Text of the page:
36. S. K. Eliason, C. R. Blinn, and J. A. Perry, “Natural resource professional continuing education needs in Minnesota: focus on forest management guidelines,” Northern Journal of Applied Forestry, vol. 20, no. 2, pp. 71–78, 2003. View at Google Scholar · View at Scopus
  37. T. Dietz, P. C. Stern, and R. W. Rycroft, “Definitions of conflict and the legitimation of resources: the case of environmental risk,” Sociological Forum, vol. 4, no. 1, pp. 47–70, 1989. View at Publisher · View at Google Scholar · View at Scopus
  38. A. L. Dirkswager, M. A. Kilgore, D. R. Becker, C. Blinn, and A. Ek, “Logging business practices and perspectives on harvesting forest residues for energy: a minnesota case study,” Northern Journal of Applied Forestry, vol. 28, no. 1, pp. 41–46, 2011. View at Google Scholar · View at Scopus
  39. M. E. Harmon, J. F. Frankin, F. J. Swanson et al., “Ecology of course woody debris in temperate ecosystems,” Advances in Ecological Research, vol. 15, pp. 133–302, 1986. View at Google Scholar
  40. B. Freedman, V. Zelazny, D. Beaudette et al., “Biodiversity implications of changes in the quantity of dead organic matter in managed forests,” Environmental Reviews, vol. 4, no. 3, pp. 238–265, 1996. View at Google Scholar · View at Scopus
  41. M. L. Hunter, Maintaining Biodiversity in Forest Ecosystems, Cambridge University Press, Cambridge, UK, 1999.
  42. W. Jia-bing, G. De-xin, H. Shi-jie, Z. Mi, and J. Chang-jie, “Ecological functions of coarse woody debris in forest ecosystem,” Journal of Forestry Research, vol. 16, no. 3, pp. 247–252, 2005. View at Google Scholar
  43. D. B. Botkin, Discordant Harmonies: A New Ecology for the Twenty-First Century, Oxford University Press, New York, NY, USA, 1990.
  44. T. R. Peterson, Sharing the Earth: The Rhetoric of Sustainable Development, University of South Carolina Press, Columbia, SC, USA, 1997.
  45. G. R. Hess and D. Zimmerman, “Woody debris volume on clearcuts with and without satellite chip mills,” Southern Journal of Applied Forestry, vol. 25, no. 4, pp. 173–177, 2001. View at Google Scholar · View at Scopus
  46. C. E. Moorman, K. R. Russell, G. R. Sabin, and D. C. Guynn, “Snag dynamics and cavity occurrence in the South Carolina Piedmont,” Forest Ecology and Management, vol. 118, no. 1–3, pp. 37–48, 1999. View at Publisher · View at Google Scholar · View at Scopus
  47. D. A. Patrick, M. L. Hunter, and A. J. K. Calhoun, “Effects of experimental forestry treatments on a Maine amphibian community,” Forest Ecology and Management, vol. 234, no. 1–3, pp. 323–332, 2006. View at Publisher · View at Google Scholar · View at Scopus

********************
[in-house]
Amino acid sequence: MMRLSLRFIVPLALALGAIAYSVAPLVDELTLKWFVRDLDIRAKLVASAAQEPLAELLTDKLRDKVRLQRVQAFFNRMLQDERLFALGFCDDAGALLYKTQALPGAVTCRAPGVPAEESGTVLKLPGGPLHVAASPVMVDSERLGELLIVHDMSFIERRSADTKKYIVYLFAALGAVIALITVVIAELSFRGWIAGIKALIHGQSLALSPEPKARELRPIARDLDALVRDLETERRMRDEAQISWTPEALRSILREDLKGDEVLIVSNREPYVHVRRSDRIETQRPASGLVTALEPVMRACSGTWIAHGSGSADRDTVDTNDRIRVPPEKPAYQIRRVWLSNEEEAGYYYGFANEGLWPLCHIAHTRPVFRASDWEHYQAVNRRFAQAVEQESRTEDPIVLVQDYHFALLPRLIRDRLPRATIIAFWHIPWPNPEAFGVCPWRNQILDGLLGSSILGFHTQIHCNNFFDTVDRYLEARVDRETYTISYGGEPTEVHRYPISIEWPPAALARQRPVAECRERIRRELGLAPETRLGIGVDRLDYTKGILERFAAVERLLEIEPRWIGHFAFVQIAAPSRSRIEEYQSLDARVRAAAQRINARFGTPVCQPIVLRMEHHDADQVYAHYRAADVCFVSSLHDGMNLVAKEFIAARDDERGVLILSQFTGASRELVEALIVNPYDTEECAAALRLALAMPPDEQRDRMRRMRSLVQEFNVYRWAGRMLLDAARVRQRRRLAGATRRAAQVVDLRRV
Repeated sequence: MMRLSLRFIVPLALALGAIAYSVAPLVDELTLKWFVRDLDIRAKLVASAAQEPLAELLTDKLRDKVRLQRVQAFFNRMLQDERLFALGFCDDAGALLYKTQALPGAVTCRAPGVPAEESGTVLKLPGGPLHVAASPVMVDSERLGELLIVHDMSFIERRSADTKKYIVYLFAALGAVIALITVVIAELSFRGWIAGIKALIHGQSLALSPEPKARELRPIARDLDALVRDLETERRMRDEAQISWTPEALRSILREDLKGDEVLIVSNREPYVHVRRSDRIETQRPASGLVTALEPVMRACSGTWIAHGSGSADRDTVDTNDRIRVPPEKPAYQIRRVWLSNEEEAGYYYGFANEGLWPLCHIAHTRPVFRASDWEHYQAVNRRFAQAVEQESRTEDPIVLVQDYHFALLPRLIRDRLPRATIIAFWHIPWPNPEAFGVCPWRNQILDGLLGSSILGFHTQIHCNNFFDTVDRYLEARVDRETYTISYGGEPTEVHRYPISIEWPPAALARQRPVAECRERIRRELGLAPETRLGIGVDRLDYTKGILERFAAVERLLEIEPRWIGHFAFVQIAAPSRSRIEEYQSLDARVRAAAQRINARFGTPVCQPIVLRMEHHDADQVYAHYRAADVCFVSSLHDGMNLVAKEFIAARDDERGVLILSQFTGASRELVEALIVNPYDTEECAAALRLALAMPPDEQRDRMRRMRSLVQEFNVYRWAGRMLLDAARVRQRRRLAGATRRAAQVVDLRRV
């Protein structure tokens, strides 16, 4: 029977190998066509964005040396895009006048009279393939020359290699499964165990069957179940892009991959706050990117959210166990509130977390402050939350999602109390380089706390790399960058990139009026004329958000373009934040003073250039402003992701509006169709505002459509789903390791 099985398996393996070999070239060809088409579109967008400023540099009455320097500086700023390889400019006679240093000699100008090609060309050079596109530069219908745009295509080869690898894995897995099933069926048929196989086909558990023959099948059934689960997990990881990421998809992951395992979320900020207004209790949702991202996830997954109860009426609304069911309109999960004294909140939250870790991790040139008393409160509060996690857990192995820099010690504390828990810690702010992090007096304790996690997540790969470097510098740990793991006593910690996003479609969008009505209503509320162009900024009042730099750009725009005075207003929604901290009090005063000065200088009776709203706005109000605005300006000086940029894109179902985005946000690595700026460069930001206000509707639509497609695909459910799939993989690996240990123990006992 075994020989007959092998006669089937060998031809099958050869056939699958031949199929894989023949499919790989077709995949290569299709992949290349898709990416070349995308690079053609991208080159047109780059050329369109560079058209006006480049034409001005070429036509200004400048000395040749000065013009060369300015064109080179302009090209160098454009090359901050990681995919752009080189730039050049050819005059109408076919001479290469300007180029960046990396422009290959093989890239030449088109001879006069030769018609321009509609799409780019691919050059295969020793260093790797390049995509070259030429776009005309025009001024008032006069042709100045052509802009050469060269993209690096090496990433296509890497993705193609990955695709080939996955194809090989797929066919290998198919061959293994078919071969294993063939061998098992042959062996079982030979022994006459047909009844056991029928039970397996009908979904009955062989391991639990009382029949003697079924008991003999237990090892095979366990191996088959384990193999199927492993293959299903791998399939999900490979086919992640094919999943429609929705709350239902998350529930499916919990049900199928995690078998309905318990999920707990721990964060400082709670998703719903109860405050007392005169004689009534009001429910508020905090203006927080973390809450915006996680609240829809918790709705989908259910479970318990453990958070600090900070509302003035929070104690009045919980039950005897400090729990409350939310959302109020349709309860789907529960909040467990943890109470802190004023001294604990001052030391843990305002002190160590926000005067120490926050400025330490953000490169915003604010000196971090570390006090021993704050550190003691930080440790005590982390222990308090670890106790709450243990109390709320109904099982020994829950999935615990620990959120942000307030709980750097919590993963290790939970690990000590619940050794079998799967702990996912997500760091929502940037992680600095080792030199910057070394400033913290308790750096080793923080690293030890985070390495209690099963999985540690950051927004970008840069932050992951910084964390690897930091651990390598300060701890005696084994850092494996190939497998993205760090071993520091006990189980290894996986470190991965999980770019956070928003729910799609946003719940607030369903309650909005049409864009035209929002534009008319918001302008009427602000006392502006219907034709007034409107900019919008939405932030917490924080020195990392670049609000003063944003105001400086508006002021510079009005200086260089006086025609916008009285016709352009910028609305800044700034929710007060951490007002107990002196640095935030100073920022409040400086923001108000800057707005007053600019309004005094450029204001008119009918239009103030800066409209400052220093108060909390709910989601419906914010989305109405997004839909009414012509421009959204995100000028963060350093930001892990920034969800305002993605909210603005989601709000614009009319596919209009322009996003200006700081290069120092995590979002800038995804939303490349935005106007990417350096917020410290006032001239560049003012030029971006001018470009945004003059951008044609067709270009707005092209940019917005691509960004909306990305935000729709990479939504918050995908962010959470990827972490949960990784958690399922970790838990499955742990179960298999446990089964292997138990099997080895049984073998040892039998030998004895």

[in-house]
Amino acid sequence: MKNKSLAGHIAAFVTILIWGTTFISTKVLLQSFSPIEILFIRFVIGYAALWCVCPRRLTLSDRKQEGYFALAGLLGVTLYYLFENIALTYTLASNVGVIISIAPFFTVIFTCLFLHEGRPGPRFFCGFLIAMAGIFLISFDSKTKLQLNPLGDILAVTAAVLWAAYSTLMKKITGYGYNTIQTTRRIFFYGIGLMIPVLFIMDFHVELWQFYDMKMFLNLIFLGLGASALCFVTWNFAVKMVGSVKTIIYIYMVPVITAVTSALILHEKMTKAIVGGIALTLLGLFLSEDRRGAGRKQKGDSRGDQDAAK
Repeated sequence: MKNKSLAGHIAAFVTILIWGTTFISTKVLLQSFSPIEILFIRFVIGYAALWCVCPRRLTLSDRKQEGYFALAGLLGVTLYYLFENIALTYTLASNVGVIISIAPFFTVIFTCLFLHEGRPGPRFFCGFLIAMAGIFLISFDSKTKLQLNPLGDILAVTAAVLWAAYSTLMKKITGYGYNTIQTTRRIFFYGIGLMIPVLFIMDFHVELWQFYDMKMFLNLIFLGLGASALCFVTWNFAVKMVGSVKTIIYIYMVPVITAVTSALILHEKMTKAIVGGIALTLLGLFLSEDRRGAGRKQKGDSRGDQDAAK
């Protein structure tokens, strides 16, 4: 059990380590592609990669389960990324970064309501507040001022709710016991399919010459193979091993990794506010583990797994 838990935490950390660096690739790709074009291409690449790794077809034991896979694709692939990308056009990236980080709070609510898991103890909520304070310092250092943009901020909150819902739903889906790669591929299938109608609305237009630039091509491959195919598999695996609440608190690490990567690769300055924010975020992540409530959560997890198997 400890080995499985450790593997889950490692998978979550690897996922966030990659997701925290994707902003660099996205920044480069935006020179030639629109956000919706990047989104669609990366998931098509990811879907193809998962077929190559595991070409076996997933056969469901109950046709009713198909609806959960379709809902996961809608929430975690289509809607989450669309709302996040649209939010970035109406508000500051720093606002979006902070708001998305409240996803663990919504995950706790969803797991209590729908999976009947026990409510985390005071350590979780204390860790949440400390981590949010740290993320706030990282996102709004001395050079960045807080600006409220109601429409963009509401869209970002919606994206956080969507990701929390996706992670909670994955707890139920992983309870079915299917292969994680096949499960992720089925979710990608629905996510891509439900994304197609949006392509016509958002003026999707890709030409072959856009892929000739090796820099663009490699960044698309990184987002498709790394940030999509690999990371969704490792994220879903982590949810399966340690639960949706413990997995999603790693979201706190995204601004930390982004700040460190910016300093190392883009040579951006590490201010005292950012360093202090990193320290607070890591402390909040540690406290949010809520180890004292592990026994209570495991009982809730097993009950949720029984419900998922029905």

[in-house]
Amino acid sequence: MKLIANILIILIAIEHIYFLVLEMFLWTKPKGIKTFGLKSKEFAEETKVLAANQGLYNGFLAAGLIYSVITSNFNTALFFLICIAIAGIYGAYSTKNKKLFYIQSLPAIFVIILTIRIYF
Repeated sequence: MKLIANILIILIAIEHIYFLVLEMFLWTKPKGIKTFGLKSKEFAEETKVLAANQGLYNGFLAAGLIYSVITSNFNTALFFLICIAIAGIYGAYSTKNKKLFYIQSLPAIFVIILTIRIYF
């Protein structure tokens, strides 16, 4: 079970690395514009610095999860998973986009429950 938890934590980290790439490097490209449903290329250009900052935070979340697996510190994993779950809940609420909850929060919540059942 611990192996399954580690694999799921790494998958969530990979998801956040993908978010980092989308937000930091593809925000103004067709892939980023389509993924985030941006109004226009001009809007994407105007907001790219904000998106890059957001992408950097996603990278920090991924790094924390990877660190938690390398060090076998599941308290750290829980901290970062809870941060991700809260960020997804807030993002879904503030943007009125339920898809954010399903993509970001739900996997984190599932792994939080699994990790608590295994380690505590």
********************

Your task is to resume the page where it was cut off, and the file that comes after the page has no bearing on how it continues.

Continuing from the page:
48. Pennsylvania Department of Conservation and Natural Resources, “Guidance from Harvesting Woody Biomass for Energy in Pennsylvania,” 2008, http://www.dcnr.state.pa.us/PA_Biomass_guidance_final.pdf.
  49. R. E. Matland, “Synthesizing the implementation literature: the ambiguity-conflict model of policy implementation,” Journal of Public Administration Research and Theory, vol. 5, no. 2, pp. 145–174, 1995. View at Google Scholar · View at Scopus
  50. “Market Facts. Market Trend. July 2002 British Columbia-wide public opinion tracking poll: Public perceptions and attitudes towards RPFs and forest management,” 2002, http://www.abcfp.ca/publications_forms/publications/documents/2002_opinion_poll.pdf.
  51. J. W. Thomas, “Are there lessons for Canadian foresters lurking south of the border?” Forestry Chronicle, vol. 78, no. 3, pp. 382–387, 2002. View at Google Scholar · View at Scopus
  52. M. K. Luckert, “Why are enrollments in Canadian forestry programs declining?” Forestry Chronicle, vol. 80, no. 2, pp. 209–214, 2004. View at Google Scholar · View at Scopus
  53. M. J. Keefer, J. C. Finley, A. E. Luloff, and M. E. McDill, “Characterizing loggers' forest management decisions,” Journal of Forestry, vol. 100, no. 6, pp. 8–15, 2002. View at Google Scholar · View at Scopus
  54. A. F. Egan, C. C. Hassler, and S. T. Grushecky, “Logger certification and training: a view from West Virginia's logging community,” Forest Products Journal, vol. 47, no. 7-8, pp. 46–50, 1997. View at Google Scholar · View at Scopus
  55. J. C. Bliss, “Public perceptions of clearcutting,” Journal of Forestry, vol. 98, no. 12, pp. 4–9, 2000. View at Google Scholar · View at Scopus
  56. A. Egan and D. Taggart, “Who will log? Occupational choice and prestige in New England's North woods,” Journal of Forestry, vol. 102, no. 1, pp. 20–25, 2004. View at Google Scholar · View at Scopus
  57. R. A. Williams, D. E. Voth, and C. Hitt, “Arkansas’ NIPF landowners’ opinions and attitudes regarding management and use of forested property,” in Symposium on Non-Industrial Private Forests: Learning for the Past, Prospects for the Future, pp. 230–237, 1996.
  58. J. C. Bliss, S. K. Nepal, R. T. Brooks Jr., and M. D. Larson, “Forestry community or grandfalloon?” Journal of Forestry, vol. 92, no. 9, pp. 6–10, 1994. View at Google Scholar